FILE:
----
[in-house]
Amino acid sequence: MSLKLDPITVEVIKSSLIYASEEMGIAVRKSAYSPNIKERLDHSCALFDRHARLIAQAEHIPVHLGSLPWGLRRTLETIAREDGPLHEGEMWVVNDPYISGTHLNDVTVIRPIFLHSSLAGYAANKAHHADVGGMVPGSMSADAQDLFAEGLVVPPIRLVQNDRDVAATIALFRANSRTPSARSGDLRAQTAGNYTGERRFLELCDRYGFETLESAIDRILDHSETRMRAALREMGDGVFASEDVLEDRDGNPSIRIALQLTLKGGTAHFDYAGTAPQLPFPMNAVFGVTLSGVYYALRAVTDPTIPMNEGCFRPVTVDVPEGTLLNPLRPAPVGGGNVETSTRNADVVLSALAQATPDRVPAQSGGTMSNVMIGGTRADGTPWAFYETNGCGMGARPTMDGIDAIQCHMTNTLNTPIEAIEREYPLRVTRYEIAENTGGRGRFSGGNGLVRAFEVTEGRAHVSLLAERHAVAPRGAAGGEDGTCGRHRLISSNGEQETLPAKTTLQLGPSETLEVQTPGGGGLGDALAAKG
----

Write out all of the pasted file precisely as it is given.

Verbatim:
[in-house]
Amino acid sequence: MSLKLDPITVEVIKSSLIYASEEMGIAVRKSAYSPNIKERLDHSCALFDRHARLIAQAEHIPVHLGSLPWGLRRTLETIAREDGPLHEGEMWVVNDPYISGTHLNDVTVIRPIFLHSSLAGYAANKAHHADVGGMVPGSMSADAQDLFAEGLVVPPIRLVQNDRDVAATIALFRANSRTPSARSGDLRAQTAGNYTGERRFLELCDRYGFETLESAIDRILDHSETRMRAALREMGDGVFASEDVLEDRDGNPSIRIALQLTLKGGTAHFDYAGTAPQLPFPMNAVFGVTLSGVYYALRAVTDPTIPMNEGCFRPVTVDVPEGTLLNPLRPAPVGGGNVETSTRNADVVLSALAQATPDRVPAQSGGTMSNVMIGGTRADGTPWAFYETNGCGMGARPTMDGIDAIQCHMTNTLNTPIEAIEREYPLRVTRYEIAENTGGRGRFSGGNGLVRAFEVTEGRAHVSLLAERHAVAPRGAAGGEDGTCGRHRLISSNGEQETLPAKTTLQLGPSETLEVQTPGGGGLGDALAAKG